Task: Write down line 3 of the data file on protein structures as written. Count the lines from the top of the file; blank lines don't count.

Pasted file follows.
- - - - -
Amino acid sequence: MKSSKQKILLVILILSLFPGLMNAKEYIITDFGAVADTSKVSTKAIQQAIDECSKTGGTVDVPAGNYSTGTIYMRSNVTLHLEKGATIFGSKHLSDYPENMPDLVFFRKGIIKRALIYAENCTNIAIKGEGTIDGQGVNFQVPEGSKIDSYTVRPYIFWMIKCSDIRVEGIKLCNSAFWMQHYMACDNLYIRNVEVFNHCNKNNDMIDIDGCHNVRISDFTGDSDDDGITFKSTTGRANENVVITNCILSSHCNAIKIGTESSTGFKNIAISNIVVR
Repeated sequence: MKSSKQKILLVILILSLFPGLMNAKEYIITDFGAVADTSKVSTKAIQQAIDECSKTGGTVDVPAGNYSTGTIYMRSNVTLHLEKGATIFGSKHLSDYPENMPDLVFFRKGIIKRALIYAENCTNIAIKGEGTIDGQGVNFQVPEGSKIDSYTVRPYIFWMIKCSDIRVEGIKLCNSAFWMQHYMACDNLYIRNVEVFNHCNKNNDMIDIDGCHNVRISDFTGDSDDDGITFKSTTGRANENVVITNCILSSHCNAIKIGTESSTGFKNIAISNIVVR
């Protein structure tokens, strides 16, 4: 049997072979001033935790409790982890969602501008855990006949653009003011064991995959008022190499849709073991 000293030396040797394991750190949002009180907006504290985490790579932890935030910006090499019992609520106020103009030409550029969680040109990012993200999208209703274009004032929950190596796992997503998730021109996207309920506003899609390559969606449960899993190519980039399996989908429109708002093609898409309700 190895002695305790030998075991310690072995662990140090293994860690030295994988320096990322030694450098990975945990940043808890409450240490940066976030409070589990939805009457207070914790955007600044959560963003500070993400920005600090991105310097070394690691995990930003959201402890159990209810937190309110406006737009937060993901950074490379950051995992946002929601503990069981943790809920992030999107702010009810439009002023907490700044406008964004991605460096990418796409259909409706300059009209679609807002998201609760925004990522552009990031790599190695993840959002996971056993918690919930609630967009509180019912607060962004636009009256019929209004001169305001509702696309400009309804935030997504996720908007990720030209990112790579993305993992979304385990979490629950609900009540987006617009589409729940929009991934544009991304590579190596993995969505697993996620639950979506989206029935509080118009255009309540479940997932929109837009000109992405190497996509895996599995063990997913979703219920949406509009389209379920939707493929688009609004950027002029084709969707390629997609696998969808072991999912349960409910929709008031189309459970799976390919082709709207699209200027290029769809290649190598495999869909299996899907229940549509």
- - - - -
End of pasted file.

């Protein structure tokens, strides 16, 4: 049997072979001033935790409790982890969602501008855990006949653009003011064991995959008022190499849709073991 000293030396040797394991750190949002009180907006504290985490790579932890935030910006090499019992609520106020103009030409550029969680040109990012993200999208209703274009004032929950190596796992997503998730021109996207309920506003899609390559969606449960899993190519980039399996989908429109708002093609898409309700 190895002695305790030998075991310690072995662990140090293994860690030295994988320096990322030694450098990975945990940043808890409450240490940066976030409070589990939805009457207070914790955007600044959560963003500070993400920005600090991105310097070394690691995990930003959201402890159990209810937190309110406006737009937060993901950074490379950051995992946002929601503990069981943790809920992030999107702010009810439009002023907490700044406008964004991605460096990418796409259909409706300059009209679609807002998201609760925004990522552009990031790599190695993840959002996971056993918690919930609630967009509180019912607060962004636009009256019929209004001169305001509702696309400009309804935030997504996720908007990720030209990112790579993305993992979304385990979490629950609900009540987006617009589409729940929009991934544009991304590579190596993995969505697993996620639950979506989206029935509080118009255009309540479940997932929109837009000109992405190497996509895996599995063990997913979703219920949406509009389209379920939707493929688009609004950027002029084709969707390629997609696998969808072991999912349960409910929709008031189309459970799976390919082709709207699209200027290029769809290649190598495999869909299996899907229940549509």